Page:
Authors: David T Levy et al.
In 2018, the National Academies of Sciences, Engineering and Medicine (NASEM) released a report that examined the relationship between e-cigarette use and traditional, combustible cigarette use among young people. Essentially, the findings of the report supported the argument that e-cigarettes function as a gateway to combustible cigarette use. However, such a conclusion is contradicted by long-term population trends, which show that the rate of smoking is decreasing as the rate of vaping increases, an observation noted in the NASEM report.
This disagreement in data prompted David Levy et al. to reevaluate the relationship between vaping and smoking initiation among young people. The resulting study used multiple nationally representative datasets to assess the temporal relationship (that is, to determine which came first) between vaping and smoking initiation among youth.
In doing so, the authors established the average annual change in smoking prevalence from 2004 to 2013 to determine the long-term trend, which they used to extend the linear trend through 2017. Next, using the predicted value from the established, decreasing trend in smoking (from 2004-2017), they created a time-series model of smoking prevalence that accounts for the years where vaping was not prevalent (prior to 2014) and examines how the trend in youth smoking has changed since the introduction of e-cigarettes. As a result, several interesting findings emerge.
First, 2014 is the first year in which vaping became popular among youth and young adults. For this reason, data sources for years before 2014 were limited and inconsistent. This is important because an earlier, similar study attempted to draw conclusions about a possible temporal relationship between vaping and smoking among young people, however, that study only included data from 2004 to 2014. Accordingly, any change they found in the long-term smoking rate is likely unrelated to e-cigarette use. Levy et al.’s use of the additional and more relevant years of data therefore paint a more accurate picture of the true association between e-cigarette use and youth smoking trends.
Second, it is noteworthy that, for the vast majority of data sources Levy et al. analyzes, the prevalence of smoking among young people decreased more than predicted by long-term trends after vaping became prevalent in 2014. And, what’s more, the few data sources that did not see an acceleration of the downward trend in smoking showed no impact at all of vaping on the established trend in smoking. This suggests that the popularity of vaping affected the youth smoking rate by diverting young people from combustible use. That is, young people who would have otherwise smoked combustible cigarettes may be using e-cigarettes instead.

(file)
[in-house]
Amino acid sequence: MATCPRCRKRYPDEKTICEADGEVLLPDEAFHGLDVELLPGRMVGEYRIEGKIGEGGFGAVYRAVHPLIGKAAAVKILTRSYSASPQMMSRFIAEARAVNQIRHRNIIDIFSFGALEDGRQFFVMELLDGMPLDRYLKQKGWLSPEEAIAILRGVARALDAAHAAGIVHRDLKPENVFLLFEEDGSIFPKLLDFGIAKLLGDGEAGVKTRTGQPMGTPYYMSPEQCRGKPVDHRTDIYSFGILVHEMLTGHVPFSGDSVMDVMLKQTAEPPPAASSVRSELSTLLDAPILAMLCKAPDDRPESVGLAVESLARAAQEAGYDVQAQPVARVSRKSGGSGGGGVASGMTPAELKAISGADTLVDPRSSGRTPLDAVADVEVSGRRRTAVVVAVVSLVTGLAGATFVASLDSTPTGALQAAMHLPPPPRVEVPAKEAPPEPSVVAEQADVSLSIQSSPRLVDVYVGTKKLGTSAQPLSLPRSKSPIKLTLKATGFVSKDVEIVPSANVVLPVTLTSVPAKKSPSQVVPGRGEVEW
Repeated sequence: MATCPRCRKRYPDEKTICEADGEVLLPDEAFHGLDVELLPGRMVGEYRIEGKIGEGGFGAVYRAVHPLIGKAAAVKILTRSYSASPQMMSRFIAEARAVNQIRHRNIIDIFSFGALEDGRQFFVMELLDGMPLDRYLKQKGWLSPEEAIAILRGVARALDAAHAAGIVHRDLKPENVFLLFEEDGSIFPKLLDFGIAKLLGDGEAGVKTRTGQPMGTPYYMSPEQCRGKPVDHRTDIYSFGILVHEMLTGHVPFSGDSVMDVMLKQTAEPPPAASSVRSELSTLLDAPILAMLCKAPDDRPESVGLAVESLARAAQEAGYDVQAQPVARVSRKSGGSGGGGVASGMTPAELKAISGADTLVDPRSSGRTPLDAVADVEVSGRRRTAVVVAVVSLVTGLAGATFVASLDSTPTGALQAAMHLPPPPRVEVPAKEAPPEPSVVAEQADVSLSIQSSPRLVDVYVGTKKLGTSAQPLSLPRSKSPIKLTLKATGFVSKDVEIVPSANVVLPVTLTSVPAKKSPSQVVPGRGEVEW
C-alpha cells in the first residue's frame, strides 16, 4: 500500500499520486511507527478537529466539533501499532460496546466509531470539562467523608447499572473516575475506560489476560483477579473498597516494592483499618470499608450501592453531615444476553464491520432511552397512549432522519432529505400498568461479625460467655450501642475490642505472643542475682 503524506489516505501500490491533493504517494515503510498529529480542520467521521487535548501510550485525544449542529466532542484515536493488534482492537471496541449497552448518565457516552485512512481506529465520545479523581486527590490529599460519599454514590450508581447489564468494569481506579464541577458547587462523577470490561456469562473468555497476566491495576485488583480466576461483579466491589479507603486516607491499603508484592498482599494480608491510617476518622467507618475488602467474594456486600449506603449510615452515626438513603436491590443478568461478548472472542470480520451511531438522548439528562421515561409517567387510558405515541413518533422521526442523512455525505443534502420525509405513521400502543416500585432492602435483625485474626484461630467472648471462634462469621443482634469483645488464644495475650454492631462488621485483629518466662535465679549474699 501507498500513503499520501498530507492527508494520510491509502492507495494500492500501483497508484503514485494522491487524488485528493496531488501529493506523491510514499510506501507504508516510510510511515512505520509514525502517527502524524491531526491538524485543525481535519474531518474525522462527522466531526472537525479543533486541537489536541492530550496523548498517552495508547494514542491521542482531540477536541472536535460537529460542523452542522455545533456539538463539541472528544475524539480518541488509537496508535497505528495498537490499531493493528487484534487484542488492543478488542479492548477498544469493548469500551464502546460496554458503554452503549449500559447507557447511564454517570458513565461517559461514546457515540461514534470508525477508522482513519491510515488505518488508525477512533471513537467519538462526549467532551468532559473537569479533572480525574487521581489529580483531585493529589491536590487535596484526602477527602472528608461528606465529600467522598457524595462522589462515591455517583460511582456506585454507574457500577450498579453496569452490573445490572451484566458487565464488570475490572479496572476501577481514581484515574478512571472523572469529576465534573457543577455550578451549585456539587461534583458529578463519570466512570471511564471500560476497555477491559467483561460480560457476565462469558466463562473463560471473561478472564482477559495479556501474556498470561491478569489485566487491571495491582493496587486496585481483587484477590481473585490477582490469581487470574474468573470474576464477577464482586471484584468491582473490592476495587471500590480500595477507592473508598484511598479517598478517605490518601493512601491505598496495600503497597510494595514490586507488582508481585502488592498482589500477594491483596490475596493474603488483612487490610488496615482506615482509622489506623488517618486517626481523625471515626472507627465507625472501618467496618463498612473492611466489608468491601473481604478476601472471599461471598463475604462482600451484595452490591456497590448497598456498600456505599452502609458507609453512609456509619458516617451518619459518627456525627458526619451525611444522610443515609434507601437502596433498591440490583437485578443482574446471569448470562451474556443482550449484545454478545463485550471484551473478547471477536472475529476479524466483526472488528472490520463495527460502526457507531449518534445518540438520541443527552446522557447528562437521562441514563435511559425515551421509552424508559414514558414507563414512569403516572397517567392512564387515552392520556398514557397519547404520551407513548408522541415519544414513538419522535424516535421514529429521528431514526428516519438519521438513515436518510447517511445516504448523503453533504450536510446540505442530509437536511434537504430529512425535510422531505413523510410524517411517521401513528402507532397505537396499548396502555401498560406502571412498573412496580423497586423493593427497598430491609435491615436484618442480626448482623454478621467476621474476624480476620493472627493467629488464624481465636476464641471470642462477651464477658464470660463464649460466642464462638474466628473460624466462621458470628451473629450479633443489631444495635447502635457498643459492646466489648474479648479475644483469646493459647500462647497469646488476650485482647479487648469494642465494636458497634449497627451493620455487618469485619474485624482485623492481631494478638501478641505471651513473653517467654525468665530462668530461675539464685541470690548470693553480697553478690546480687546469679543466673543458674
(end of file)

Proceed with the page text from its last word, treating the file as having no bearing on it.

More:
What’s more, the model generalizes across several national datasets that measure smoking behavior in the United States (MTF, NYTS, YRBS, NSDUH, NHIS), which means that it provides consistent and valid results when applied to multiple datasets with different characteristics. In fact, in the majority of datasets used, the introduction of vaping accelerated the decline of cigarette use. This strongly suggests that vaping does not increase cigarette use on the population level.
Moreover, models that result in the same findings using more than one data source are considered to be more representative of the true association between two events. Levy et al. tests the model using five data sources and twenty-two measures (populations) and found that downward deviation from predicted smoking rates was highest among 10th graders and lowest in 22-24-year-olds. This suggests that reductions in smoking as a result of vaping are most evident among older teens. Put simply, Levy et al. finds that vaping actually appears to reduce combustible cigarette use in youth populations.
Overall, this study presents a straight-forward, simple model of the change in smoking prevalence after vaping became established in the U.S. population. Since we do not know the nature of the association between vaping and smoking among youth, it is important that we continue to evaluate using different data sources and methods. It is also important that studies are updated when new data is presented. Levy et al. is an impactful study that lays groundwork for additional research on the impact of vaping on smoking initiation and use; however, the authors are correct in their conclusion that the results should be interpreted carefully due to the simplicity of the model.
Levy et al. provides a methodologically sound article that adds to the growing body of literature on the casual association between vaping and smoking. They address a statistically important conundrum: if vaping is associated with future smoking, why are smoking rates still declining as vaping rates are increasing? Answering this question will have a profound effect on the way legislators and public health leaders should approach youth vaping.